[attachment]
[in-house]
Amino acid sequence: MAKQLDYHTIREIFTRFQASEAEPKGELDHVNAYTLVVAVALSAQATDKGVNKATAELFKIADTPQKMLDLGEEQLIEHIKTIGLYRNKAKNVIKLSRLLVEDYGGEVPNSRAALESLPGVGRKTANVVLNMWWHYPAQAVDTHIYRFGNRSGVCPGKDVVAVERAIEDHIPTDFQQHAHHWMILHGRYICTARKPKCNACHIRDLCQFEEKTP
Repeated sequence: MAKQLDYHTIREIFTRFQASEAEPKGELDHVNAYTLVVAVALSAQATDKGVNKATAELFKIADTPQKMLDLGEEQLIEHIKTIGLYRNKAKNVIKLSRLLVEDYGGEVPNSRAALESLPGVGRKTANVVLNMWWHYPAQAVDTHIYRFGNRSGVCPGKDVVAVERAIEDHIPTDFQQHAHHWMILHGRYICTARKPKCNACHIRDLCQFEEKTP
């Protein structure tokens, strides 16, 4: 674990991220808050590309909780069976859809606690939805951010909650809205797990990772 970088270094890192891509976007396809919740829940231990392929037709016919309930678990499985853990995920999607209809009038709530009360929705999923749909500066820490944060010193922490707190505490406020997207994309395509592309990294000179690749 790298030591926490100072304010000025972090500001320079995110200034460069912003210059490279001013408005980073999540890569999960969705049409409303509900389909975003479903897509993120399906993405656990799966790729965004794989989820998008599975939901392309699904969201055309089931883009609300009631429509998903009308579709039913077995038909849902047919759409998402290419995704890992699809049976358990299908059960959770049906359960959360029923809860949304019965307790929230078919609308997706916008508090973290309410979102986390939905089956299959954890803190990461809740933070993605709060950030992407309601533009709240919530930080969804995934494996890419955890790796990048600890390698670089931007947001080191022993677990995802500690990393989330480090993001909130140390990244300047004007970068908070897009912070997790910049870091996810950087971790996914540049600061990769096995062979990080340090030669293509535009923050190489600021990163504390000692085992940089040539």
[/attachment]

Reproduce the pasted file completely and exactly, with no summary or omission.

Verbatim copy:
[in-house]
Amino acid sequence: MAKQLDYHTIREIFTRFQASEAEPKGELDHVNAYTLVVAVALSAQATDKGVNKATAELFKIADTPQKMLDLGEEQLIEHIKTIGLYRNKAKNVIKLSRLLVEDYGGEVPNSRAALESLPGVGRKTANVVLNMWWHYPAQAVDTHIYRFGNRSGVCPGKDVVAVERAIEDHIPTDFQQHAHHWMILHGRYICTARKPKCNACHIRDLCQFEEKTP
Repeated sequence: MAKQLDYHTIREIFTRFQASEAEPKGELDHVNAYTLVVAVALSAQATDKGVNKATAELFKIADTPQKMLDLGEEQLIEHIKTIGLYRNKAKNVIKLSRLLVEDYGGEVPNSRAALESLPGVGRKTANVVLNMWWHYPAQAVDTHIYRFGNRSGVCPGKDVVAVERAIEDHIPTDFQQHAHHWMILHGRYICTARKPKCNACHIRDLCQFEEKTP
């Protein structure tokens, strides 16, 4: 674990991220808050590309909780069976859809606690939805951010909650809205797990990772 970088270094890192891509976007396809919740829940231990392929037709016919309930678990499985853990995920999607209809009038709530009360929705999923749909500066820490944060010193922490707190505490406020997207994309395509592309990294000179690749 790298030591926490100072304010000025972090500001320079995110200034460069912003210059490279001013408005980073999540890569999960969705049409409303509900389909975003479903897509993120399906993405656990799966790729965004794989989820998008599975939901392309699904969201055309089931883009609300009631429509998903009308579709039913077995038909849902047919759409998402290419995704890992699809049976358990299908059960959770049906359960959360029923809860949304019965307790929230078919609308997706916008508090973290309410979102986390939905089956299959954890803190990461809740933070993605709060950030992407309601533009709240919530930080969804995934494996890419955890790796990048600890390698670089931007947001080191022993677990995802500690990393989330480090993001909130140390990244300047004007970068908070897009912070997790910049870091996810950087971790996914540049600061990769096995062979990080340090030669293509535009923050190489600021990163504390000692085992940089040539």